Why Your SSD Write Speed Is Slow & How To Fix It

This is not what you’ve expected, right? You see, read and hear all this hype about how much SSDs are faster compared to HDDs but once you get one you start to notice a weird problem, the write speed is slow, why that! Well, let’s calm down for a bit before we make any false assumptions.

SSDs are truly faster than their counterparts but there are some cases where it slows down to a very low speed, solid state drives or SSD is more expensive and more future proof and has a lot of features over hard disk drives or HDD, because you paid a lot for it you should expect some quality and speed, right? Okay, let’s get started and see why that happens and how you can fix it or at least improve its performance a little bit.

Just so you know, SSDs have a read speed of 540 MB/s and write speed of 520 MB/s. It should vary though from one user to another and based on different conditions.

The Amount of Free space left

The first common reason for this behavior is that the nature of solid state drives tend to make it slower as it fill up, SSD needs to have some space for some calculations in order to maintain a really high speed.

Some people recommend that you should leave around 15% of free space and others say you shouldn’t exceed 70% of total space.

So if you really need to have more space then you should upgrade the one you have or get an external one alongside it, if you can’t afford an SSD type then go for an HDD, that way you’ll have more storage for the price, I know what you’re thinking (but I don’t want an HDD), if you’re looking for speed then I’d say you should store your operating system along with other important programs and games on the SSD storage and leave other files like movies, music… etc on the HDD storage, sounds fair?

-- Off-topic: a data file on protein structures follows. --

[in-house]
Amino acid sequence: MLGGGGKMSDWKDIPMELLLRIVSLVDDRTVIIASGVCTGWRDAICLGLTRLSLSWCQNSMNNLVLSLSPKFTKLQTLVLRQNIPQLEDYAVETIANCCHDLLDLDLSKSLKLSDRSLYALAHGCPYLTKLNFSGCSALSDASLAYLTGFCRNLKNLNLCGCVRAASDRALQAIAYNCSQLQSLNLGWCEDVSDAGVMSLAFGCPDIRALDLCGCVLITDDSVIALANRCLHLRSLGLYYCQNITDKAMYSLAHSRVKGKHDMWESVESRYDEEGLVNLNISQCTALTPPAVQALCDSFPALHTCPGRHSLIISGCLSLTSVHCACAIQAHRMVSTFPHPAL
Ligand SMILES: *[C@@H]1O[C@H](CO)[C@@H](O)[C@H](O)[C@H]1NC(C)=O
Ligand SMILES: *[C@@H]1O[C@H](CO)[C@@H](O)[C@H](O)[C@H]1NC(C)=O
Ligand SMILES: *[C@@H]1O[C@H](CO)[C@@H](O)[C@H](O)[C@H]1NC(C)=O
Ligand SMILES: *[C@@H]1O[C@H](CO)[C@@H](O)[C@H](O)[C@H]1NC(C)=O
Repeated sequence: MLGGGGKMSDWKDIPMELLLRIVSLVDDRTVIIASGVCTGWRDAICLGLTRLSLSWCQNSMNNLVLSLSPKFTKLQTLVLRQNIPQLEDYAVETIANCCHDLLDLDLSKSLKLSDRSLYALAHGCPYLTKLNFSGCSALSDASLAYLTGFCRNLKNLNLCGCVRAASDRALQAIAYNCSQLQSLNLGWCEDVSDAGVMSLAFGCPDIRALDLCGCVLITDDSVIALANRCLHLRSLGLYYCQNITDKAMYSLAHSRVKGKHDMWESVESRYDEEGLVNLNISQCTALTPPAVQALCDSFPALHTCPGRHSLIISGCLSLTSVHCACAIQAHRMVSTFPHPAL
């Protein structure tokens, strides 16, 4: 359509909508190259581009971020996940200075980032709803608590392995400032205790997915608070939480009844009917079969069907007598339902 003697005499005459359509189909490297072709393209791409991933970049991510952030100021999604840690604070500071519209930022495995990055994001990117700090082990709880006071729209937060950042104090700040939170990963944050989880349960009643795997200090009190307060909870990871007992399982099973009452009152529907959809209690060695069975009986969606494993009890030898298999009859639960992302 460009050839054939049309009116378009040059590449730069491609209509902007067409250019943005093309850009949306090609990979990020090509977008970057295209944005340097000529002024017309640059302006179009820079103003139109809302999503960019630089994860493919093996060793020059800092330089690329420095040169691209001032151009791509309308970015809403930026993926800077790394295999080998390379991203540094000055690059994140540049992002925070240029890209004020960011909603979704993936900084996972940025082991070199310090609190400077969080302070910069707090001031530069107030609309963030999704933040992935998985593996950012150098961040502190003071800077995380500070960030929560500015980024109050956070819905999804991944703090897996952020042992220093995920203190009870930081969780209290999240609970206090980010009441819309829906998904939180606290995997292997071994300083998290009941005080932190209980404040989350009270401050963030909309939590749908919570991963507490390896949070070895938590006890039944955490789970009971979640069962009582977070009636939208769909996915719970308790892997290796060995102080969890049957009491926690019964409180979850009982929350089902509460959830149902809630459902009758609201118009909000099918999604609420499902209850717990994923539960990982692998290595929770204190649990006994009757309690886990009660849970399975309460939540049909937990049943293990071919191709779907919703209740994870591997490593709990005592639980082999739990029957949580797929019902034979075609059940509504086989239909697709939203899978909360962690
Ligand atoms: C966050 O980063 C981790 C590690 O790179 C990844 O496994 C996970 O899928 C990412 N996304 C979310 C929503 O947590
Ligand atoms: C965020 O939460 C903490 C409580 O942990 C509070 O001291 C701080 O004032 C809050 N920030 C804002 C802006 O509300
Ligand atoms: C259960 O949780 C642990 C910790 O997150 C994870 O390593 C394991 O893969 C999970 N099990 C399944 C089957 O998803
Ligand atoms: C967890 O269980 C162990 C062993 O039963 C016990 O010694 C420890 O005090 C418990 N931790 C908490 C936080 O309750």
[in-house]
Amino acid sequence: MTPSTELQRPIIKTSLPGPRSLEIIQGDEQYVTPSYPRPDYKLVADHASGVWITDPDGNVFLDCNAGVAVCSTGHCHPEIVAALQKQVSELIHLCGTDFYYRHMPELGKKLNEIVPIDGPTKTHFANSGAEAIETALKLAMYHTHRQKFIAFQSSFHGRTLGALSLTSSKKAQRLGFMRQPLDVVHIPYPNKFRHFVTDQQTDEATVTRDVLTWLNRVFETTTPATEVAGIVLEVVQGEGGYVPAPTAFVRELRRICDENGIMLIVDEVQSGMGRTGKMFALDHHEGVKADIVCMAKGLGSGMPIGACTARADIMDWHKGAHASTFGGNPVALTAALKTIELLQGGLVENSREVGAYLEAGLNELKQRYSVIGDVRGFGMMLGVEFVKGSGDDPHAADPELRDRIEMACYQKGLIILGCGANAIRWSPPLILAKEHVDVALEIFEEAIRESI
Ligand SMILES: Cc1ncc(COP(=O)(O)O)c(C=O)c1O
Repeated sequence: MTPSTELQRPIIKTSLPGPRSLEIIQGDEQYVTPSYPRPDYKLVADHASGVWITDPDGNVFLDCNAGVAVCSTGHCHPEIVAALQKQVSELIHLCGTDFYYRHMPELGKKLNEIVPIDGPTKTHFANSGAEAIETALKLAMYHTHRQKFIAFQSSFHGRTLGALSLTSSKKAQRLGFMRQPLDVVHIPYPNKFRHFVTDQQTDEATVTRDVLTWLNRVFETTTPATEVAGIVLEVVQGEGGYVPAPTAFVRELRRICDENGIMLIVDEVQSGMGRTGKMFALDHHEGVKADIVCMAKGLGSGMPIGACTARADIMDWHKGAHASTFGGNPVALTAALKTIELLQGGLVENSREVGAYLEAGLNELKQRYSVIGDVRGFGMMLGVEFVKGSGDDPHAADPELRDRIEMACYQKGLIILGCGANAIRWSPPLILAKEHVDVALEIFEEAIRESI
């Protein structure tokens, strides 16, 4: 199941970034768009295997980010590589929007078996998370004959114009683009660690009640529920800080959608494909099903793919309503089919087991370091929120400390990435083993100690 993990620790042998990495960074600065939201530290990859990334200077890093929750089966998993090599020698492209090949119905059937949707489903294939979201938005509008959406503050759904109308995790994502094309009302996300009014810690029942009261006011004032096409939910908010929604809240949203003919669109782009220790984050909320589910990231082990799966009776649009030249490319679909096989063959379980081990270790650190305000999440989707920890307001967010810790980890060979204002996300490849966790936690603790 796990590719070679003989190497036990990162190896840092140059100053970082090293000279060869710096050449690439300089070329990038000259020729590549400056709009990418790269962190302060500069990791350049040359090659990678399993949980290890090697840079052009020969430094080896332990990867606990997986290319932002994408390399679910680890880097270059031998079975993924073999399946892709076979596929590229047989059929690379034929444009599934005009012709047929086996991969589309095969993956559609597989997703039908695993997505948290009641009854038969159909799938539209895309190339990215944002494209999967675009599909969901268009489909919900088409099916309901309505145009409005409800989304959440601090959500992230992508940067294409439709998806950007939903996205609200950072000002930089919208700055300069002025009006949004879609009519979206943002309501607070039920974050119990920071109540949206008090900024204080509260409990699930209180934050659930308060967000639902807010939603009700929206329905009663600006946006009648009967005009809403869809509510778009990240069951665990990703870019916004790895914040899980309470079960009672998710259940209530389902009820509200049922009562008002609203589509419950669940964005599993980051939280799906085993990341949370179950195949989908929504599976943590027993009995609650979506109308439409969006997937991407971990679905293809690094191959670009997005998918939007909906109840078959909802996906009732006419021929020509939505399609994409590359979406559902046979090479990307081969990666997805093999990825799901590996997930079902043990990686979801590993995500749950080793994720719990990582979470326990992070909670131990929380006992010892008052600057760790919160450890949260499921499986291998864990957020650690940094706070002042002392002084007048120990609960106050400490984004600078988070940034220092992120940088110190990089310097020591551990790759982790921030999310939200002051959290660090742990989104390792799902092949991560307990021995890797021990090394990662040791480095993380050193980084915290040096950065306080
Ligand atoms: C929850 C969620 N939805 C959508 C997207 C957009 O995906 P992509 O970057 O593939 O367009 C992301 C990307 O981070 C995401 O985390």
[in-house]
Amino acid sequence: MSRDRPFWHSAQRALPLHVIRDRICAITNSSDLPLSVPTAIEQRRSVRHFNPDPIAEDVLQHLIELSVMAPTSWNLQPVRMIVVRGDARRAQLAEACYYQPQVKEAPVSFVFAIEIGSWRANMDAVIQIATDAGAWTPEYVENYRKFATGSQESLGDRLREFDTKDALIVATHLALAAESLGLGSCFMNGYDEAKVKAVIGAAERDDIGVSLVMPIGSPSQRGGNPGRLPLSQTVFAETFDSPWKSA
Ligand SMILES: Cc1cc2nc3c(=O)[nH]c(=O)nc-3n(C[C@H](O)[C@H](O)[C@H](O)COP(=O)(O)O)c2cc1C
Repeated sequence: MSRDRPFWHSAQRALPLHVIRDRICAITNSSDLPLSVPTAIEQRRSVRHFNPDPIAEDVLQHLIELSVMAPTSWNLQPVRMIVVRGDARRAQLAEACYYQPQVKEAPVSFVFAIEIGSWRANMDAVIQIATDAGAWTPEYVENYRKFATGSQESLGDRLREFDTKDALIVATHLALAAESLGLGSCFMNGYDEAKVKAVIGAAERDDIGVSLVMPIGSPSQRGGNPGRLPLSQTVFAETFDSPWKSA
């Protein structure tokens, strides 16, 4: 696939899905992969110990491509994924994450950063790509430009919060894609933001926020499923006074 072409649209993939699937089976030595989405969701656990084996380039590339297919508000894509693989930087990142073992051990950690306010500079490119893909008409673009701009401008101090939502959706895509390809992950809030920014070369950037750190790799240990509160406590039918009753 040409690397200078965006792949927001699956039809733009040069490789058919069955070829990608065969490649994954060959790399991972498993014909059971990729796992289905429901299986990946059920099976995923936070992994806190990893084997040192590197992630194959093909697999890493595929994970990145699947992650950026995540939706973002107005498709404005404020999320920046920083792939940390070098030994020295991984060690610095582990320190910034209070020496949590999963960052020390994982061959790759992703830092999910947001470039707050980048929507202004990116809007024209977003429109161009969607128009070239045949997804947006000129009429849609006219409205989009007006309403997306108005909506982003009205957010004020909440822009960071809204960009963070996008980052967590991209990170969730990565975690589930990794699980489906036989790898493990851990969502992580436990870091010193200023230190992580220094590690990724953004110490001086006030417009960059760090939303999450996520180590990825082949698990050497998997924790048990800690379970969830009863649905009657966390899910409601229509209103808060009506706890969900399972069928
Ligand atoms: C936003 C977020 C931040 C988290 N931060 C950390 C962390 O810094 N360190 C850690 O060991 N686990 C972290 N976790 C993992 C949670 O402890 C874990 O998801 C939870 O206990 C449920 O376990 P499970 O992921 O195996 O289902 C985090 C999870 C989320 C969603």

Intel Rapid Storage Driver

In a nutshell, Intel Rapid Storage is a technology that was released by Intel in order to increase the performance of storage drives like SSD and improving the response time.

It also has a built-in feature to use both HDD and SSD (if you have both) to work even better especially if you had small capacity SSD.

If your system has an Intel chipset and supports this technology then I highly recommend you download it immediately and give it a try, here’s the link to this technology 

More is Better

People suggest that you get a larger drive if you don’t already have one, larger drivers are faster than ones with 120GB or so.


Remember the first point where I told you that your SSD will slow down as it fills up? Getting a larger drive is recommended in this case.

Replace It

If it’s a new drive and you’ve tried everything to find what’s wrong with it and came up with nothing then you should pay a visit to the store and let them have a look at it or simply tell them to replace it or get a refund.


You shouldn’t go for other unknown brands in order to get a cheaper SSD, quality parts, especially in the tech space, are expensive you know.

Tip 1: Make sure AHCI is set and TRIM is enabled (a quick search should teach you how to do it)

Tip 2: Update the SSD’s firmware and perform a secure erase, copy all the important files to an external HDD before doing this.

Tip 3: Use software like Driver Booster to update all your drivers and see if it helps.

Warning: If you ever wanted to check your SSD performance then you should never run endurance tests because it’ll wear your SSD out, you should instead use software like CrystalDiskMark

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